Festivities and Dance at Yosakoi Festival
Encountering the bright and colorful Kochi Summer festival
The Yosakoi Festival in Kochi is one of Japan’s most popular festivals. We prepared for the festival by creating traditional paper fans, wooden clapping instruments (naruko) and learning the dance in traditional happi coats. Afterwards we set out on the city to view the bright and colorful performances of approximately 200 teams, each with distinct dance, music and apparel.
An Introduction to Yosakoi
Yosakoi is a unique style of Japanese dance that originated from Kochi over 60 years ago. The traditional summer dance spread in popularity throughout Japan is the Yosakoi Festival is one of the largest festival in Shikoku occurring each year from August 9th to 12th in Kochi City. Around 20,000 dancers from about 200 teams around Japan participate and dance throughout the city at 16 different venues from outdoor stages to streets. Each team consists of up to 150 dancers of all ages and many teams come from all around Japan to participate in the big event. The rules are quite open and costumes vary greatly from traditional to modern from team to team.
In Preparation for the festivities
We started out by making Tosa Washi paper fans to help out with the summer heat. At the Tosa Washi Kougei-mura our group got the chance to make our own fans by using traditional dried washi paper, dying to the colors of our preference. There are several styles and designs that can be easily created by using folding or twisting techniques so each of our fans came out quite unique. We were able to create our fans in around 30 minutes or so and had fun comparing our designs and testing out the fans in action. There are also additional paper crafts that can be completed or purchased here including post cards, animal characters and various products using the colored washi paper.
The past, present and future of Yosakoi
With our newly made washi fans, we set out to learn more about Yosakoi at the Kochi Yosakoi Joho Koryukan. The museum is a must-stop if you want to know more about the Yosakoi Festival. Inside the museum there are two sections. The first is a Yosakoi Circle where we could see and hear about the origins of Yosakoi through a guided tour with beautiful pictures, displays and costumes showing the evolution of Yosakoi. There are even a few bold projections at how the festival may evolve in dance and costume over the next 60 years.
The second half of the museum is called the Yosakoi Square and here visitors can get a bit of hands-on experience with Yosakoi. We learned about naruko, small wooden clapping instruments held in each hand that have become a required part of Yosakoi dance. Most teams make their own naruko to match their costumes. Visitors are sometimes able to make or purchase their own set of naruko as a nice souvenir, and our group spent a few minutes making a set of handmade instruments in the colors of our choice. In addition to naruko, dancers typically wear bright and colorful clothing in the form of happi coats or yukata. We tried on the coats to get a feeling of what we would like if we created our own Yosakoi team and took several pictures. We even took some free lessons from the large screens to learn the basics of Yosakoi dance. This is a fun chance to quickly learn the simple dance steps before setting out on the town.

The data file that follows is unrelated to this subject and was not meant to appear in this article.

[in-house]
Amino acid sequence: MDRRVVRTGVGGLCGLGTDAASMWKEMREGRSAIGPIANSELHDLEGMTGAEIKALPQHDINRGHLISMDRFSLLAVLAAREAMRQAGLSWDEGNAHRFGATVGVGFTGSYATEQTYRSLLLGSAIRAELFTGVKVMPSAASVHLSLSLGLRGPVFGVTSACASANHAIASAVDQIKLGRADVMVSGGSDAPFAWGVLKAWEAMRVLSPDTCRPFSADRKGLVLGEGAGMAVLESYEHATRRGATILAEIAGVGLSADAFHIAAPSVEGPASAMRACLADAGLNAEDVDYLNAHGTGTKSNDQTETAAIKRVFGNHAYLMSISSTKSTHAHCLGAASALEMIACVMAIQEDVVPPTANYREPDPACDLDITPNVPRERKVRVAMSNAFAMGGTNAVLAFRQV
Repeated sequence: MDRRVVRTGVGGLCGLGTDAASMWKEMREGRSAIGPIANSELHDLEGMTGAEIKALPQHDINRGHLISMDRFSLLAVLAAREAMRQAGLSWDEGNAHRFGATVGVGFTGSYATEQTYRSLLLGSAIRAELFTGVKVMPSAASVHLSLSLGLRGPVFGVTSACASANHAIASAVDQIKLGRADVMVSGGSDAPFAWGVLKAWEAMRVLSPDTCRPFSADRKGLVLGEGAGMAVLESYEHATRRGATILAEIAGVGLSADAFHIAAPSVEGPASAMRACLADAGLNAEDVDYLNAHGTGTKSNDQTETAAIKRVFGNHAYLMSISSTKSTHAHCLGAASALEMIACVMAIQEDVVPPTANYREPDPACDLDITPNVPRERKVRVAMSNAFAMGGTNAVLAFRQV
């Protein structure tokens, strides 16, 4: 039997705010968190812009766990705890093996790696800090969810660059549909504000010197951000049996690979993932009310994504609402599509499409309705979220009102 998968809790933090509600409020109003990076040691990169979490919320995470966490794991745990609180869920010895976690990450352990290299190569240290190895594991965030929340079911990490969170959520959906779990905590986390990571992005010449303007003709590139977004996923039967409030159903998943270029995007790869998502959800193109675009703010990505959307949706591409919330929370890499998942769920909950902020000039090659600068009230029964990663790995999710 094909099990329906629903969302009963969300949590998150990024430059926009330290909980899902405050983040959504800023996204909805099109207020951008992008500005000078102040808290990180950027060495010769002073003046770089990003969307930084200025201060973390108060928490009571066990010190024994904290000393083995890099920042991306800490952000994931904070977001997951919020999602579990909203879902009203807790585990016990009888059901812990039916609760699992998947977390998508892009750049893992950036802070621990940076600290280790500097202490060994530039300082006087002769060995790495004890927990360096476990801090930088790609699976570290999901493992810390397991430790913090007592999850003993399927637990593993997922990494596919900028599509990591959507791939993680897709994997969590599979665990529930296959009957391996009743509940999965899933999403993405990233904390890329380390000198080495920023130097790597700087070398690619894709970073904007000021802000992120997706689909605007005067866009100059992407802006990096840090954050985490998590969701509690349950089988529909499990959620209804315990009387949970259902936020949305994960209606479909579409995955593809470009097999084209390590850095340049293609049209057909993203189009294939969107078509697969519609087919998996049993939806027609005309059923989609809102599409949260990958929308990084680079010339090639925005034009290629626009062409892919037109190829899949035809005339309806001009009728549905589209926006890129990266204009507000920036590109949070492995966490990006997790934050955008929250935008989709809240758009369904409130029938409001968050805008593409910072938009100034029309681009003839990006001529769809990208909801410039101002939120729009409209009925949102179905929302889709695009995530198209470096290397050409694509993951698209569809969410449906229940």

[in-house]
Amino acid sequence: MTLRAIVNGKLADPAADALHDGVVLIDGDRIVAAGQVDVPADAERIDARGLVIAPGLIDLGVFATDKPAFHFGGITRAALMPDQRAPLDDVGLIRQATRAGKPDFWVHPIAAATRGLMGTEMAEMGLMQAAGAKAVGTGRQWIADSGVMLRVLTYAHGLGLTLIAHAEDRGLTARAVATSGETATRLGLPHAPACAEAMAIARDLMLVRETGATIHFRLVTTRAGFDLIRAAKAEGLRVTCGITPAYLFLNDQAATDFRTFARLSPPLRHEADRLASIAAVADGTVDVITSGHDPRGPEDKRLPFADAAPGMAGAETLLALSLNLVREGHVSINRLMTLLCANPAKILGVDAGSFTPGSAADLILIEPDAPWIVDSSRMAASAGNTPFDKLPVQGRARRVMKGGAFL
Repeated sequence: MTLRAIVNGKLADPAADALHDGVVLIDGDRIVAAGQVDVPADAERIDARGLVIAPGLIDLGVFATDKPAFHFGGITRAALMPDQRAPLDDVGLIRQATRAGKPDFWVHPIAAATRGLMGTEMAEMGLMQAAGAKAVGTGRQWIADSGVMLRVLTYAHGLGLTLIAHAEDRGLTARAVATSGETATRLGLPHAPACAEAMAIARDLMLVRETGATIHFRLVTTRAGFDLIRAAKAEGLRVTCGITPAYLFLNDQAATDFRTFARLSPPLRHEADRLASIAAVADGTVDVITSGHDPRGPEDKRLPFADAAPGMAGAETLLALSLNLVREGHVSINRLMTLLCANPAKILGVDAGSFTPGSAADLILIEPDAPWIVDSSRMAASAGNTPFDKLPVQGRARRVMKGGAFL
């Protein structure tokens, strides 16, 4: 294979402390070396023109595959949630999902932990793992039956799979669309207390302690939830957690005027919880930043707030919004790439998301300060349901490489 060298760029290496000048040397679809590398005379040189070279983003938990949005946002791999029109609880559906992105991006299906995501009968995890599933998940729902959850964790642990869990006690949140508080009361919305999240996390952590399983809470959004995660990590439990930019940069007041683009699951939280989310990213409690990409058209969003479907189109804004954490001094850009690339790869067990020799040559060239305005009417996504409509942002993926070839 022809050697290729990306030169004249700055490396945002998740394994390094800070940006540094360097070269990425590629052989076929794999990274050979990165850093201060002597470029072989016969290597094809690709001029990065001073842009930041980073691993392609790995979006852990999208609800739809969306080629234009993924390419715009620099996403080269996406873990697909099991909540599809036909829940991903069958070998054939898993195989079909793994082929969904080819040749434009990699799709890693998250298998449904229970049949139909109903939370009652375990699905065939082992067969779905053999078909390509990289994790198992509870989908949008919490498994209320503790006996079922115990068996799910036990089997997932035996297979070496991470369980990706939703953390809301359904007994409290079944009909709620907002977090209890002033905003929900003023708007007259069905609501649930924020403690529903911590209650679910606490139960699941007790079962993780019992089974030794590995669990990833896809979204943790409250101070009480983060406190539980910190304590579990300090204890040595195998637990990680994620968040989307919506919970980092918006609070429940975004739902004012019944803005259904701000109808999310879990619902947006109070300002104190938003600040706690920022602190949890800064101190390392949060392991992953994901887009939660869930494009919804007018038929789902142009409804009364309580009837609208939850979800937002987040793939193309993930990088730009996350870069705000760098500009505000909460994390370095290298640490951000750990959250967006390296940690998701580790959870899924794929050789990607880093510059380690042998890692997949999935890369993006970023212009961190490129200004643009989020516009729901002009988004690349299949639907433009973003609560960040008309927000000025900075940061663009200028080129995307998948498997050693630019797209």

A Quick Break for Lunch and Shopping
For lunch we headed over to the festival starting point area and had ate at the Tosa Select Shop Tencosu and Tencosu Café as we waited for the Yosakoi Festival to begin. This is an interesting place to eat as you can see the teams start to form up and with matching costumes waiting for their turn to go on stage, right outside the windows while you eat. Drinks and cakes served at the cafe uses locally grown products. Under the same roof is also an excellent place to do your souvenir shopping as there are more than 3000 varieties of food and products on display from each of Kochi’s 34 towns. We purchased a few items including a few yuzu and ginger food items and some Kochi and Sakamoto Ryoma related items.
Joining the Yosakoi Festival
Seeing all of the costumed dancers passing by outside got us pretty pumped up so after lunch we set out to join the big event. We started out at a large outdoor stage area where each passing team performed for about ten minutes before moving on the next area. We watched about three or four teams at the first stage which was surrounded by festival stands and all of the excitement you would expect to find in Kochi’s largest event of the year. In addition to viewing the stage performances we also walked down a few covered streets where groups marched by in a different, but equally exciting performance style. The streets become quite friendly and don’t be surprised to be pulled in several times by the passing teams for a quick dance.
We saw teams in traditional Japanese clothing with taiko drummers, teams with families and young children and teams with ultra-modern styles that had electric guitarists connected to the large, decorated trucks called Jikatasha. The number of dancers was around 20,000 this year and each year the event further evolves and integrates new aspects such as cutting edge music, flashy costumes and hairstyles, and dances from around the world.
The Yosakoi Festival is a unique blend of both traditional Japan and the creativity of modern Japan coming together in friendly competition. Kochi is the heart and soul of Yosakoi and the teams here are bringing their absolute best in the street and stage performances found throughout the city. Highly recommended for anyone even remotely interested in visiting Japan.